Accidental exercise

Accidental exercise

Back in times when food was not always plentiful, mankind learnt to conserve energy for the things that mattered. This would include harvesting, planting, catching game and building shelters. Our bodies evolved to make the most of every calorie and to store excess as fat for the times of famine that were inevitable.

Now in the Western world in the twenty-first century, things are different. We all tend to have too many calories too easily available, and our lifestyles have become much less active. Many people earn their living sitting down, and have to spend far too long each day without moving. Result – on go the excess pounds!

As we all know, to keep weight under control it is important to get moving for half an hour or so a day, and to get the pulse rate up a few times a week. In between trips to the gym, long walks and cycle rides, there are lots of ways to build a bit more exercise into even the busiest day. Here are some quick ideas which take minimal extra time if you are organised, and will contribute to the important balance of calories in versus calories out.

  • In the office – if you work in a multi-storey building, there are plenty of exercise opportunities around. Make it a rule never to use the lift, take the stairs. Use the toilets two floors away; it doesn’t take that much longer to get there and will add more steps to your daily count. Stand up when you take or make a phone call (remember to keep your voice down!) and if you are using a mobile, walk out of the open-plan area into a corridor or an unused room. That way you get away from other people (we all tend to shout down mobile phones) and also stretch your legs.
  • At the shops – moving the car repeatedly is really heavy on petrol, so think about where to park and make it your goal that the car does not move while you do your errands in the town. If you end up carrying too much, return to the car and unload (but don’t leave anything valuable there). The extra distance all gives extra exercise. Of course if you can shop on foot, do so – take a rucksack and you can carry more, or perhaps fit a carrier or a trailer to your bicycle? Extra shopping trips are not an environmental problem if you do them without using a car. Even if the trip is just to the supermarket, take the long way round the shop. Some supermarkets are big enough for you to walk quite a way with your trolley!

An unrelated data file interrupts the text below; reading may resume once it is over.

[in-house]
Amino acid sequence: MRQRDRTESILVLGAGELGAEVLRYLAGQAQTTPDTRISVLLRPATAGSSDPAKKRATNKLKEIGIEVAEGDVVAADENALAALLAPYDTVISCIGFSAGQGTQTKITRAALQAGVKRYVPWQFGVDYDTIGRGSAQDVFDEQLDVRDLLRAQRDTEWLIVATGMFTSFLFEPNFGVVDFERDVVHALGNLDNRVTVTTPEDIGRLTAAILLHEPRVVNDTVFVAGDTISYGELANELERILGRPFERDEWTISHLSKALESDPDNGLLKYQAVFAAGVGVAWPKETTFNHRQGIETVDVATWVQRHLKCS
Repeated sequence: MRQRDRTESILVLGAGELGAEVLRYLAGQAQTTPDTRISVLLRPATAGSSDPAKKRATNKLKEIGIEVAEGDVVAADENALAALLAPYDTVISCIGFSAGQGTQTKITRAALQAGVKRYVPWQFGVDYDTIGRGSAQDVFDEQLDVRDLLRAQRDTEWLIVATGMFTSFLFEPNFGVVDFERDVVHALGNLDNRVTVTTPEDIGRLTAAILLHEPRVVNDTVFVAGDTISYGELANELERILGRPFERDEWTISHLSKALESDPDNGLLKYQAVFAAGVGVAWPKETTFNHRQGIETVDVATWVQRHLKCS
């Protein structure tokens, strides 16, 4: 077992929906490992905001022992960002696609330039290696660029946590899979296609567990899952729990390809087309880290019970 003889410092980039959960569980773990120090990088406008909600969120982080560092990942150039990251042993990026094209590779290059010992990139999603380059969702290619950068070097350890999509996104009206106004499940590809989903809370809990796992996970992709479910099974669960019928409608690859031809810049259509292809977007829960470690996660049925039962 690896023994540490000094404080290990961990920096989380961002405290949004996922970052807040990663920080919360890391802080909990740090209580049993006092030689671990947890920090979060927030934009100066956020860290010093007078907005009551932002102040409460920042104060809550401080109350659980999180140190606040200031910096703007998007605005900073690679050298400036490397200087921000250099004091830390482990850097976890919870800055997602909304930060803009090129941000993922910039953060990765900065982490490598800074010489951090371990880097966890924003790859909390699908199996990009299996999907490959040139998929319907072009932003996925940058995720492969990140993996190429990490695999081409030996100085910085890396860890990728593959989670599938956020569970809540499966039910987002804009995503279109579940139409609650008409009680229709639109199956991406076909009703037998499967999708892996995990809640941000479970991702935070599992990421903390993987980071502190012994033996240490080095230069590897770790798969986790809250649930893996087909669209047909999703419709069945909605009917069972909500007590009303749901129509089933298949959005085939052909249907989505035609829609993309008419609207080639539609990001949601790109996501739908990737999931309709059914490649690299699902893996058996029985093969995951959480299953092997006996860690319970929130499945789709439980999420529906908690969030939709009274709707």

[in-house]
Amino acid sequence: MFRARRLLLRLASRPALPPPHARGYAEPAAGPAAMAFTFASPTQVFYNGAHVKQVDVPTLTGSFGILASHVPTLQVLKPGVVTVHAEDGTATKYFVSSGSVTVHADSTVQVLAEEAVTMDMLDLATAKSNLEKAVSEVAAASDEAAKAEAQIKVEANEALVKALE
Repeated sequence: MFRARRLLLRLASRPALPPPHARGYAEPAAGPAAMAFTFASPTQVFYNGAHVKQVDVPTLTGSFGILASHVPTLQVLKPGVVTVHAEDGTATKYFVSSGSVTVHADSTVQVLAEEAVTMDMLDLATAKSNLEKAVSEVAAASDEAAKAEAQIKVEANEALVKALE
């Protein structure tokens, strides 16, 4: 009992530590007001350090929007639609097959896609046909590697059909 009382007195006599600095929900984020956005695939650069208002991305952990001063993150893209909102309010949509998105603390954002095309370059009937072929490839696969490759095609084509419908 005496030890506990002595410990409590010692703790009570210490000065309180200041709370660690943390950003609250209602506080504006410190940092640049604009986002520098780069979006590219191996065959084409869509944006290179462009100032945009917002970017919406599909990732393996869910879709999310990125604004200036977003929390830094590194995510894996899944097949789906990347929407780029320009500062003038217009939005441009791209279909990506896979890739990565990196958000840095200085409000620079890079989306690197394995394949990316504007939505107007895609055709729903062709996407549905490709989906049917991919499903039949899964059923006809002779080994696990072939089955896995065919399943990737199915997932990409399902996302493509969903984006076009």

• At home – if you have stairs, it is easy to get lazy, and equally easy to get more exercise. Go up and down stairs more than you need, take a few minutes to do some step ups (careful – always at the bottom of the flight!) and use the bottom step to stretch out tight tendons. Some vigorous housework burns calories; we don’t suggest you go back to pounding the washing by hand, but pushing and lifting vacuum cleaners is good for the arms, as is dusting. If you want to do a bit more for the arms, grab a couple of tins of beans and use them as light toning weights. The garden is also a great keep-fit aid; pushing a lawnmower, bending and stretching to do the weeding or hoeing the vegetable patch all help to tone the muscles.
  • On the school run – if your work allows and if school is less than a kilometre or two away (or more if you have time), then walking with the kids will get you all some exercise and probably be quicker than sitting in a traffic jam. If you need to be somewhere else and can’t do this, see if you can set up a rota with other parents or add your children to a ‘walking bus’. That way you can go for a brisk walk or a quick jog before getting in the car. Repeat for the evening trip and get some time to chat to the children, or even stop off for some fun at the playground!
  • At the weekend - here’s where the fun starts! If the plan includes a pub lunch on a sunny lawn, find a pub that you can walk to on a pleasant route. Children over about eight years old should be able to walk at least four miles, so no excuses there. While alcohol is just empty calories, if you have walked to the pub you have an excuse for treating yourself to a ‘small one’ with no worries about driving afterwards. Plan your outings to include some exercise; for example, go for a brisk walk rather than idling round the shops, go cycling rather than sitting in the cinema or swim some lengths rather than chatting in the spa! If you are visiting the gym, walk or cycle there if you can, or park further away to add some bonus exercise.

Building small and gradual changes into your lifestyle is the way to long-term fitness and health, and the whole family will feel the benefit. Enjoy!

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